State-sponsored prayers in public schools have been banned for more than 50 years. But the latest Supreme Court ruling suggests the parameters of the practice remain murky outside the classroom.
The highest court of the land ruled Monday in favor of an upstate New York town, which had been sued by two residents—one Jewish, another atheist—for opening its monthly meetings with a prayer. The ceremonial remarks, the complainants said, were almost always Christian, and at times explicitly sectarian, which led the pair to feel "excluded and disrespected."
The Court didn't agree. "Offense, however, does not equate to coercion," said Justice Anthony M. Kennedy, who wrote the majority opinion.
"The inclusion of a brief, ceremonial prayer as part of a larger exercise in civic recognition suggests that its purpose and effect are to acknowledge religious leaders and the institutions they represent rather than to exclude or coerce nonbelievers," Kennedy wrote. Coercion is unconstitutional under the establishment clause of the First Amendment. In this case, the Court found the practice of offering prayers before government hearings in keeping with a centuries-old tradition that exists in Congress and state legislatures.
So, school-sponsored prayer, not OK. Town-hall-sponsored prayer, acceptable. But when does group prayer in a public setting become coercion?
"To the extent coercion is relevant to the Establishment Clause analysis, it is actual legal coercion that counts—not the 'subtle coercive pressures' allegedly felt by respondents in this case," Justice Clarence Thomas wrote, who concurred in part with the decision. "I would simply add, in light of the foregoing history of the Establishment Clause, that 'peer pressure, unpleasant as it may be, is not coercion' either."
The line appears to lie somewhere along a spectrum between "subtle" and "actual." In other words, it all comes down to context. And context is highly subjective, and decisions about whether it's right or wrong have historically been made on a case-by-case basis.
In 1985, the Supreme Court struck down an Alabama law that permitted a one-minute prayer during school. In 1992, it deemed prayer to be coercive during high school graduation ceremonies. And in 2000, it banned school-organized, student-led prayer at high school football games.
Prayer policy gets trickier at the local and state level. In September, the city of Liberal in Kansas voted unanimously to allow student-led prayer over the school's loudspeaker and over microphones on the football field, a move that some town officials said was just asking for a lawsuit. That same month, the speaker of Florida's House caused friction within the school board when he declared that public high school football coaches should be allowed to pray with their teams. In February, an Arizona school board reinstated pre-meeting prayer, but not without controversy. And as recently as Monday, an Oklahoma public school banned coach-led prayers at baseball games, after officials had received reports that the practice had been resurrected.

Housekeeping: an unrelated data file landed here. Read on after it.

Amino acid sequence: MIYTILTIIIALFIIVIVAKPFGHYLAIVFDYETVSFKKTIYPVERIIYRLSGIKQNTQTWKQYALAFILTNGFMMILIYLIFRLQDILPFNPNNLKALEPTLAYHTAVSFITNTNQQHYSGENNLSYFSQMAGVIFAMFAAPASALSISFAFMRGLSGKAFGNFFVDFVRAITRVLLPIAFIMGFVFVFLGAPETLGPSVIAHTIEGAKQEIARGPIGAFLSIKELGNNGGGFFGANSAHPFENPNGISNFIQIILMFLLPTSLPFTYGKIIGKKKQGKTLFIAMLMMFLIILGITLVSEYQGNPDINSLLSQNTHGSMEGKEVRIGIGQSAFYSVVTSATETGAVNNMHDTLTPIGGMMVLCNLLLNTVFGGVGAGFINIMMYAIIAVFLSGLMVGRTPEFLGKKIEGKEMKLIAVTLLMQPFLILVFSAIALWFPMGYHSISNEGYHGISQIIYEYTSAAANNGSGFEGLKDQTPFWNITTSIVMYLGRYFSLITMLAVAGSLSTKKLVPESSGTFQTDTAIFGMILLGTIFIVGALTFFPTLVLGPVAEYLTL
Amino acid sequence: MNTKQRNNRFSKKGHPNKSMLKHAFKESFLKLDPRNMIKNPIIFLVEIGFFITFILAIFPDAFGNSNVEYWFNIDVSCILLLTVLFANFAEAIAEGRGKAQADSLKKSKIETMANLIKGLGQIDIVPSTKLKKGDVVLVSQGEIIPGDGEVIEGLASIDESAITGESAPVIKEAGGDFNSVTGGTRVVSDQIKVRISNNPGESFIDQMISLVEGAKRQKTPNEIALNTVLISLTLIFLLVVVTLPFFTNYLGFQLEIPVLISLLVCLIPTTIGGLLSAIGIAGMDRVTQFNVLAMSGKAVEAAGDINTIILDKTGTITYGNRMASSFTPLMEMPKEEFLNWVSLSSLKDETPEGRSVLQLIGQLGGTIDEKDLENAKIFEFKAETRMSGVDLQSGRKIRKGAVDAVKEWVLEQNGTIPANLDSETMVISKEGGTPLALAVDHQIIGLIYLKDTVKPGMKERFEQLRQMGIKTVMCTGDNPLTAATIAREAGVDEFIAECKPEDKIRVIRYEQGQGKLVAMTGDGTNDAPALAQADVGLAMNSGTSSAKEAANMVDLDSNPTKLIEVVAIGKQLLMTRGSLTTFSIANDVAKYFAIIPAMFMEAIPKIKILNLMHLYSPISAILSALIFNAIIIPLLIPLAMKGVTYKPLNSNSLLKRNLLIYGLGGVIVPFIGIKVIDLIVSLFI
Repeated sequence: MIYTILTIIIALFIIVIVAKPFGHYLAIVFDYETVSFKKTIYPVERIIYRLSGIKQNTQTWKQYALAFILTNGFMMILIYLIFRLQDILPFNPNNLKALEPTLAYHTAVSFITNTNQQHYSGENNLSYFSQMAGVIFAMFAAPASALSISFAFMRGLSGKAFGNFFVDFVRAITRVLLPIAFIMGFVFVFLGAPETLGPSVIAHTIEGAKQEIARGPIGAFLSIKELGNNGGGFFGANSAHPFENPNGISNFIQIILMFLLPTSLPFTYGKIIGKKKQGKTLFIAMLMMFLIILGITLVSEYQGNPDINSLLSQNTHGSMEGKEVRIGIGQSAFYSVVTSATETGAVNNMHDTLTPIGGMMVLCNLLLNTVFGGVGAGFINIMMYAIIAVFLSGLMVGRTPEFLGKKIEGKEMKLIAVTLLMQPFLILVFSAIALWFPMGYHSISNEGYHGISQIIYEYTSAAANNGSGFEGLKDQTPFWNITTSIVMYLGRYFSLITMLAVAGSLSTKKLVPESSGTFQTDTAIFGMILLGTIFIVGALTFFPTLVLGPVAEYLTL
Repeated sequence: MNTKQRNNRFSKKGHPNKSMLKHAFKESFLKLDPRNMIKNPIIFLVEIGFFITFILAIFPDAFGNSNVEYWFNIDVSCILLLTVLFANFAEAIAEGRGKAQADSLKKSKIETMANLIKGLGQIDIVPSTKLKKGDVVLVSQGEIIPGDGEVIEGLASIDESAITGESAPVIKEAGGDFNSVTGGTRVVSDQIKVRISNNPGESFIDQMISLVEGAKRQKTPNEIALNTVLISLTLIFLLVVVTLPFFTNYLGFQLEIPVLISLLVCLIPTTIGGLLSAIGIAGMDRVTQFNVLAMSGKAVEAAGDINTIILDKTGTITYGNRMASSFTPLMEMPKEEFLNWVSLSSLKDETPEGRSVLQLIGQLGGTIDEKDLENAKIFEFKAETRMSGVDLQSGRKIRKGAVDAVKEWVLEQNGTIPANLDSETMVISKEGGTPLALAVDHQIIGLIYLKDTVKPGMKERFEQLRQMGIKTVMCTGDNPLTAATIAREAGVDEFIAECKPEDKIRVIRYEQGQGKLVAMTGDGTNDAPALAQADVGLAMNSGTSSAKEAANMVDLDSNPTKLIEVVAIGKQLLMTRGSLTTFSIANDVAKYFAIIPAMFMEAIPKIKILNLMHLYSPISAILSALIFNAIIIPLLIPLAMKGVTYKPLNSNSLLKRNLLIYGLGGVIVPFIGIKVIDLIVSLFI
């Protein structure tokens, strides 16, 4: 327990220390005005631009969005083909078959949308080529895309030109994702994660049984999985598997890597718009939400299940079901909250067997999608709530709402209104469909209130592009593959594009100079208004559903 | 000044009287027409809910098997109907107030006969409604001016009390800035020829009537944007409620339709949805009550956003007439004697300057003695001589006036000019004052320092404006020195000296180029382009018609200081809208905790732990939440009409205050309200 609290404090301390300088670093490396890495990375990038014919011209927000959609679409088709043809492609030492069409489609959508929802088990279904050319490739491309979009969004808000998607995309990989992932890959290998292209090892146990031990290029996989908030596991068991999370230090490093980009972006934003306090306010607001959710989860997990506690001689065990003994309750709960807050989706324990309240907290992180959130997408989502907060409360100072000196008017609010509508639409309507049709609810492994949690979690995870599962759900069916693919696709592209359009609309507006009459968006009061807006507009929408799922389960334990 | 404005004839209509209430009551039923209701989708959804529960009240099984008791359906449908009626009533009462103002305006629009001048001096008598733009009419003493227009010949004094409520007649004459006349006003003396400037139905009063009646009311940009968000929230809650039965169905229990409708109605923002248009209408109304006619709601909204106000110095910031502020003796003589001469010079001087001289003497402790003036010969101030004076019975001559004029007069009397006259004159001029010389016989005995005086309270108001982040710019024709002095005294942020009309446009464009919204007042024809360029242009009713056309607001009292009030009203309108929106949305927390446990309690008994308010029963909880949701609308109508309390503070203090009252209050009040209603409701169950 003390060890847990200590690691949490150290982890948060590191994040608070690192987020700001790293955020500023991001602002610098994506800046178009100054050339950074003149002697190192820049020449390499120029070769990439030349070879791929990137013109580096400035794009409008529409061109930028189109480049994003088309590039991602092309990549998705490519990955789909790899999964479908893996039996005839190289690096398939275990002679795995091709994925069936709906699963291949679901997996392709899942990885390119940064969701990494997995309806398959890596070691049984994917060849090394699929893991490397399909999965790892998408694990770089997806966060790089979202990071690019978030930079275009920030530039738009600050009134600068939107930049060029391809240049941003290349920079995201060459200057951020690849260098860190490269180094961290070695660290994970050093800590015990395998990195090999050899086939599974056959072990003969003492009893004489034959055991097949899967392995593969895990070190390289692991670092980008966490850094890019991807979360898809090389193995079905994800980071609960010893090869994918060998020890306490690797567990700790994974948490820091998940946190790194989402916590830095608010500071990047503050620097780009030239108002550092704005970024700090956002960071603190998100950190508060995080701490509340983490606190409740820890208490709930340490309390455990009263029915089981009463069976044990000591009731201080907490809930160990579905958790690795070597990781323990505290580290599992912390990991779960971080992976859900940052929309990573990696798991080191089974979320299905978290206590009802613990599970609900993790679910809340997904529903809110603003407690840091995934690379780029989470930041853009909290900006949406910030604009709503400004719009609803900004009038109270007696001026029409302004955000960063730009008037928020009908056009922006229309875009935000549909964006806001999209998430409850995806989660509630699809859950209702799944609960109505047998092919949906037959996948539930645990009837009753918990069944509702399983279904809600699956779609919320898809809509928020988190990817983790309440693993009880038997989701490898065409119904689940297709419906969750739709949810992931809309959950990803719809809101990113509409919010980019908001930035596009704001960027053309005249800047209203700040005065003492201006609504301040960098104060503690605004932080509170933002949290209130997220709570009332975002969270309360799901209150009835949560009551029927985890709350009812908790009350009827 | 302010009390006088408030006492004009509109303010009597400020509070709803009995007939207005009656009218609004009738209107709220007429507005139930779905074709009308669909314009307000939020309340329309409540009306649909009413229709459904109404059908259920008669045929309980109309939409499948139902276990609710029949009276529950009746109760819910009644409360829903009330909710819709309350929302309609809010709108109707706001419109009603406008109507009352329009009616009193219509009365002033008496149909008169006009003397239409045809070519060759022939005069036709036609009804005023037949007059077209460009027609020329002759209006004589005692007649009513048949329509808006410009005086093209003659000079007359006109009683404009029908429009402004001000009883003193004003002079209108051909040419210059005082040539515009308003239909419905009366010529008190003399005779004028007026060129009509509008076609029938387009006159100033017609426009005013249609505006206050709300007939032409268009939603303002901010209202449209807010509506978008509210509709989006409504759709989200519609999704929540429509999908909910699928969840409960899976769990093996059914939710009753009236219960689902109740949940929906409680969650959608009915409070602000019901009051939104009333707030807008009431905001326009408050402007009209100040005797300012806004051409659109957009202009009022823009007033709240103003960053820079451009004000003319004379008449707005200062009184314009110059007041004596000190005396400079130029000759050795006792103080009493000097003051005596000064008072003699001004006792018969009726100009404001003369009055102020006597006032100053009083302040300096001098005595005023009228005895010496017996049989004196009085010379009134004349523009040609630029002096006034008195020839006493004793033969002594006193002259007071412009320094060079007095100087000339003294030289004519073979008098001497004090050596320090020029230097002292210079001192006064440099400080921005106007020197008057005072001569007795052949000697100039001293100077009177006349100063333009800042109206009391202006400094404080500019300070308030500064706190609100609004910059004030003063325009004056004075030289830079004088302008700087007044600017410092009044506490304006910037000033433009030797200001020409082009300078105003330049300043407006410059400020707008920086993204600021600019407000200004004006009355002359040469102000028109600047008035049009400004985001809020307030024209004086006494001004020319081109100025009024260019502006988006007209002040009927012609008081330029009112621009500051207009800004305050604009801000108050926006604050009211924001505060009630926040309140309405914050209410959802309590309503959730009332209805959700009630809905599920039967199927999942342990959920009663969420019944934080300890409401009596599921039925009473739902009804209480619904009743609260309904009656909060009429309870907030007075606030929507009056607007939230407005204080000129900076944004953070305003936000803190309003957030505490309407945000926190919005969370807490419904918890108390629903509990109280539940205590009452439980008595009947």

In her dissent, Justice Elena Kagan weighed in on the murky issue of when and where public prayer is acceptable. She upheld the long-standing tradition of opening congressional and state legislative meetings with prayer, but gave several hypothetical scenarios in which the practice would cross a constitutional line in her view. Here's one:
It's election day, and you head over to your local polling place to vote. As you and others wait to give your names and receive your ballots, an election official asks everyone there to join him in prayer. He says: "We pray this [day] for the guidance of the Holy Spirit as [we vote]... Let's just say the Our Father together. 'Our Father, who art in Heaven, hallowed by thy name; thy Kingdom come, thy will be done, on earth as it is in Heaven...' " And after he concludes, he makes the sign of the cross, and appears to wait expectantly for you and the other prospective voters to do so too.
This example, Kagan said, would likely be deemed unconstitutional, because sectarian prayer would infuse governmental activities whose participants are almost all civilians, not federal employees. That rationale, she wrote, is why the New York town should have lost Monday's case:
When a person goes to court, a polling place, or an immigration proceeding—I could go on: to a zoning agency, a parole board hearing, or the DMV—government officials do not engage in sectarian worship, nor do they ask her to do likewise. They all participate in the business of government not as Christians, Jews, Muslims (and more), but only as Americans—none of them different from any other for that civic purpose.
What's different, Kagan writes, about a town meeting?